The ballad of John McAfee

Just today I came across a post from defeated Libertarian presidential candidate John McAfee via Facebook. The substance of the post is as shown below.

People are confused about about why I said ‘Shame on us” at my concession speech at the Libertarian Convention. It is simple:

If the Party’s actions matched their words, even remotely, then it would not be composed of 99.7% whites, and nearly 80% men. Yes. Shame on you LP! Shame on you! And shame on those who perpetrate this abject offense against humanity and those who support them. Stop just talking the talk. Start walking the walk. I will shine my light on your darkest corners. And, be warned, nothing will escape my light.

I can’t help but feel McAfee is taking the piss. Seriously, is he actually implicating the Libertarian Party of discrimination, or does it not occur to him that those percentages likely just reflect that most of the people who chose to join the Libertarian Party happen to be mostly white and/or male? Either way, the language seems to imply that McAfee is calling for enforcing diversity within the Libertarian Party’s ranks. In my opinion, this betrays a party that would oppose things like enforced diversity, affirmative action, and quotas because those are attempts by the state to unfairly level the playing field in order to achieve equality of outcome at the expense of meritocracy. Not only that, but it smacks of progressive social justice logic. I can’t help but wonder why McAfee would consider this sort of thing, this thing which smacks of the same progressive identity politics that would be adopted by the likes Hillary Clinton.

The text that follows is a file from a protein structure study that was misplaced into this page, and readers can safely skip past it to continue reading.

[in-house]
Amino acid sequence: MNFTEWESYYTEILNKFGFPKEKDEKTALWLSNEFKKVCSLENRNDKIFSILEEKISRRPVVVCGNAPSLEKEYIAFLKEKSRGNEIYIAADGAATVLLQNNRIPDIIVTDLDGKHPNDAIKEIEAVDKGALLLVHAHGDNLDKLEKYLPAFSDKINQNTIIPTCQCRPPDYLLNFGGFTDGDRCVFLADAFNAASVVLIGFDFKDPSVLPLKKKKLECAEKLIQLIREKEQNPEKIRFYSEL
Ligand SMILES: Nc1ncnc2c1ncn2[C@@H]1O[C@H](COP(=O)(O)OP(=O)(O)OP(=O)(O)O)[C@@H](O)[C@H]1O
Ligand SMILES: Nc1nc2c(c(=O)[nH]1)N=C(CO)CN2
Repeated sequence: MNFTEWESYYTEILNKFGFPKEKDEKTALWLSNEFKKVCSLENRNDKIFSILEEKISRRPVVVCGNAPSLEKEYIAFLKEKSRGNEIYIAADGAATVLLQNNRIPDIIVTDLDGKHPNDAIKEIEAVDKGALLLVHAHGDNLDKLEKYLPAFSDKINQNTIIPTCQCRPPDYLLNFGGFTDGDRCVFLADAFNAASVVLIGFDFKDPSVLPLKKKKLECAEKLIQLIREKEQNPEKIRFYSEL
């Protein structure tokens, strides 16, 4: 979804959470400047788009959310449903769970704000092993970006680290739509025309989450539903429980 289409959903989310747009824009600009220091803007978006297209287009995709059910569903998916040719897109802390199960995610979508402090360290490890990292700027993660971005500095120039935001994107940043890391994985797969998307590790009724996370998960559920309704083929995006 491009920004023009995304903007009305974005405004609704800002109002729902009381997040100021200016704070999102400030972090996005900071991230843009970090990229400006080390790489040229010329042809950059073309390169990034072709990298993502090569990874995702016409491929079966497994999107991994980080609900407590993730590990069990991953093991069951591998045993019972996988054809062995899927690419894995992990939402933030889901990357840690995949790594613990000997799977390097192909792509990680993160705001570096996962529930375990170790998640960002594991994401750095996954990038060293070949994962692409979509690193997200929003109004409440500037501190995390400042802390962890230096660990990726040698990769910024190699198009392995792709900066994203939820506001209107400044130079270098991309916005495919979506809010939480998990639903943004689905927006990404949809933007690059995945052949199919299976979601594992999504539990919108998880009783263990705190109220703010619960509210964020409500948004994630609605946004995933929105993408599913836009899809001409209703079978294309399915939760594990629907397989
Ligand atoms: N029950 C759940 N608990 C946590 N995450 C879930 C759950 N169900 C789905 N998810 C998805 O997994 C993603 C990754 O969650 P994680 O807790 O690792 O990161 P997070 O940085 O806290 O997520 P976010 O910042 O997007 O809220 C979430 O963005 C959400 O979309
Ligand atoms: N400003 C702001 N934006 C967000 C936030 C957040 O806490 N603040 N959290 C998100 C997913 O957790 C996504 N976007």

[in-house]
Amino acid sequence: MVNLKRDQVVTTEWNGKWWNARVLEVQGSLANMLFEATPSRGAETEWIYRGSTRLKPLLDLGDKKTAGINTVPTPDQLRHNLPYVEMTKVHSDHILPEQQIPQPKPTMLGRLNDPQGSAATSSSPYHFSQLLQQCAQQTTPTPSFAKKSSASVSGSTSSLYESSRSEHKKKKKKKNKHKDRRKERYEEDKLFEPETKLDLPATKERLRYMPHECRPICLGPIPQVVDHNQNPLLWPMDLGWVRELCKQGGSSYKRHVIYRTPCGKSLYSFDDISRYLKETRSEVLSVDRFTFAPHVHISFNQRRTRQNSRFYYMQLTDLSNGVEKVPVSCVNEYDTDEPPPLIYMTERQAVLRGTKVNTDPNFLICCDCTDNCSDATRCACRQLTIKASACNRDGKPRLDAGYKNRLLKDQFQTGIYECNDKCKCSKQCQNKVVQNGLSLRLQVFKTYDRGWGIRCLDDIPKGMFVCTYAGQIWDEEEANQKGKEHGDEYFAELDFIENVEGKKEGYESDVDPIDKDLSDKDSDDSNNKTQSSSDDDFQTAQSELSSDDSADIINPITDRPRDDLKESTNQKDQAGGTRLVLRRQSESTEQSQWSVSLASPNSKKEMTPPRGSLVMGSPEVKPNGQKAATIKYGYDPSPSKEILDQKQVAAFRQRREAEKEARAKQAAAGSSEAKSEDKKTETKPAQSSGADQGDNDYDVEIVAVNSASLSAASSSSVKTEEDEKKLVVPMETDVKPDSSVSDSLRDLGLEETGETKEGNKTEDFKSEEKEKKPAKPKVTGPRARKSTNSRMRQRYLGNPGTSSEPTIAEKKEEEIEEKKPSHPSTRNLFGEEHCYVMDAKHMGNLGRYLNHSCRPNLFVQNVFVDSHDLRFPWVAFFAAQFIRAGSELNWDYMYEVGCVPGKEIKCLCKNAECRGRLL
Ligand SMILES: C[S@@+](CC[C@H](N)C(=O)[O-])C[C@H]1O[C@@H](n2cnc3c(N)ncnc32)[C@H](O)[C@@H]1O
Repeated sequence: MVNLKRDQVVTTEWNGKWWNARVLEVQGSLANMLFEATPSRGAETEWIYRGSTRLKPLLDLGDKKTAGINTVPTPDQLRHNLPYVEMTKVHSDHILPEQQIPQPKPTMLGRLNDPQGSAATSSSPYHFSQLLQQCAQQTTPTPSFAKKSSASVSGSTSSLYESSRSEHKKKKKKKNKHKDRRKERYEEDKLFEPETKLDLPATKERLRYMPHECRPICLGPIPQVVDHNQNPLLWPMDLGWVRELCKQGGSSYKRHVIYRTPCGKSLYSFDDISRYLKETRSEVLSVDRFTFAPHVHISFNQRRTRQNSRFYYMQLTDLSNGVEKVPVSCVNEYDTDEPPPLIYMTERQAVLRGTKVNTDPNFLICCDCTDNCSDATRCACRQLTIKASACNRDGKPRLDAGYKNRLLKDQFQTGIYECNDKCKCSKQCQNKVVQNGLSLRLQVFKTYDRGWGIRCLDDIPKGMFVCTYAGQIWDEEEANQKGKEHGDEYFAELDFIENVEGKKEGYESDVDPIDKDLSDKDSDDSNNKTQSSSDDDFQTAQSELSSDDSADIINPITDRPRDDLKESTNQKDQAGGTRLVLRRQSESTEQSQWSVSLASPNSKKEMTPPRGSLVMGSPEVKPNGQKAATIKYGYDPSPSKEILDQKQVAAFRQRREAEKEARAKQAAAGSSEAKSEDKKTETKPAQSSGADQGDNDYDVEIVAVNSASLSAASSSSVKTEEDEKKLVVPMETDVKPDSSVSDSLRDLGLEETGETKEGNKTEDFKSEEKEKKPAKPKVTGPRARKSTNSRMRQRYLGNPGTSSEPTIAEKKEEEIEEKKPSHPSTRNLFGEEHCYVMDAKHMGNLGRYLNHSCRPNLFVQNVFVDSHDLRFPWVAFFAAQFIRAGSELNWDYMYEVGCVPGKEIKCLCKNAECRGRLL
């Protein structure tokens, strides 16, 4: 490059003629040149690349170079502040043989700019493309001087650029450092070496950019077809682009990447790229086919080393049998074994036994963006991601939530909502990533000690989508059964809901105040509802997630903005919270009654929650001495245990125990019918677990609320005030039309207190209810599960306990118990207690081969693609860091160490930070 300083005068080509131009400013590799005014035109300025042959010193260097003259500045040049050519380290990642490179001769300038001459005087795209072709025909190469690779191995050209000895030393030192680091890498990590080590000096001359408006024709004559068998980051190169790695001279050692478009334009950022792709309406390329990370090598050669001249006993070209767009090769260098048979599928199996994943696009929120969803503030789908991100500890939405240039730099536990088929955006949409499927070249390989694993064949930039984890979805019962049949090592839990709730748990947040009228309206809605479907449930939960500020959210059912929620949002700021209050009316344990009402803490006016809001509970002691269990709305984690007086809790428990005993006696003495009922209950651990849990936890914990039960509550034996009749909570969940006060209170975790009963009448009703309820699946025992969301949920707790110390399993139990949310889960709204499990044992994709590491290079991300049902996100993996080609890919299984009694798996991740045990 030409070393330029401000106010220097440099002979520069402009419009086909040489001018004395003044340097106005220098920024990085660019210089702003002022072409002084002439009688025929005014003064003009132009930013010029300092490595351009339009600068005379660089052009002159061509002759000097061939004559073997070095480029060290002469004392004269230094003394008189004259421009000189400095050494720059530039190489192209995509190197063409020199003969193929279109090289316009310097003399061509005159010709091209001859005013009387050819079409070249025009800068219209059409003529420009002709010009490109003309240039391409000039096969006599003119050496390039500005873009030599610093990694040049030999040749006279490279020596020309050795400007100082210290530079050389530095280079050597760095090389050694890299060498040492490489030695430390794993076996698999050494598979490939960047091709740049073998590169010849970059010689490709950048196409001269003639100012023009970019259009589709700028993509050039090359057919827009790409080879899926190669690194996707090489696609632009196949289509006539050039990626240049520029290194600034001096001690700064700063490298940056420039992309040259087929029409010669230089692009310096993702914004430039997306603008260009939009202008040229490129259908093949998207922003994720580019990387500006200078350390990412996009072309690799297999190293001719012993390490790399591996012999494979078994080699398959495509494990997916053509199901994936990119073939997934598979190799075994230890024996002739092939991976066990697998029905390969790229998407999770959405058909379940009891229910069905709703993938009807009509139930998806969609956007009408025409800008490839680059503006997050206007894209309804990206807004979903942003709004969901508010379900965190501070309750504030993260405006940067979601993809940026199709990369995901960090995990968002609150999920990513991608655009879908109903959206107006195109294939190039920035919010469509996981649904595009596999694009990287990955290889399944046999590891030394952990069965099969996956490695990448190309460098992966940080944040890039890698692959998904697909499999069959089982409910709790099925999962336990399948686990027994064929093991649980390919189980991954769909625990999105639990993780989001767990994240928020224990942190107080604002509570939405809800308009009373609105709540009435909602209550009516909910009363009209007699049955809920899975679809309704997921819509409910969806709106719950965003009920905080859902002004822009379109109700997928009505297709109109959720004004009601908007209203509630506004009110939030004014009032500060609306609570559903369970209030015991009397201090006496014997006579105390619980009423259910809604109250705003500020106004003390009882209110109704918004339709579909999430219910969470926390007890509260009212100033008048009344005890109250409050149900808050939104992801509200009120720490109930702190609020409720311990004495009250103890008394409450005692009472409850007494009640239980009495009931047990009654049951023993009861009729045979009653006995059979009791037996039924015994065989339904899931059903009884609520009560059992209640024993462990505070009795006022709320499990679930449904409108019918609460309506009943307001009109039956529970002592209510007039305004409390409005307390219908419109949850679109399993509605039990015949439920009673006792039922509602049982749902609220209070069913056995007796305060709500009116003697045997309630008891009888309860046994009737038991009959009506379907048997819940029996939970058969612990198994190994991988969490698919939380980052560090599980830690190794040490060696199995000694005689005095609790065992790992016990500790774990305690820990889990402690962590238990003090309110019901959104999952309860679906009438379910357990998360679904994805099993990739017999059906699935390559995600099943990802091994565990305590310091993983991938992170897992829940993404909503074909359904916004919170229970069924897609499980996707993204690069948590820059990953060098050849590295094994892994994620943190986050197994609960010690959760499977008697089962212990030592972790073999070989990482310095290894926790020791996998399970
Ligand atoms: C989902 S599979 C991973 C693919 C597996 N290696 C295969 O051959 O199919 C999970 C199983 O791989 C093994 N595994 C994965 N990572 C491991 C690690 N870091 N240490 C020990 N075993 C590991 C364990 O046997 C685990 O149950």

And there’s another dimension to this. What’s this talk of McAfee’s “light” coming soon, with nothing escaping it? Does he intend to be some kind of messiah or something. It’s clear that John McAfee is upset that he didn’t get nominated as the Libertarian presidential candidate and that he does not support the nominee Gary Johnson. When he was asked what who he would support, he said he would support himself, which seems to imply he might run as an independent candidate. When asked if he was running as an independent candidate, he said that “running” was being redefined, which to me still seemed like he had ambitions of his own after the Libertarian primaries. Honestly, I am deeply suspicious of McAfee’s ambitions at least from his rhetoric on the matter. I can’t help but wonder if he is simply a bad loser – unwilling to accept that the Libertarian party chose a guy that wasn’t him. And this talk of a revolution and a new world seems about as hyperbolic and emotive as Bernie Sanders’ talk of a political revolution, and look how quickly his “revolution” has failed.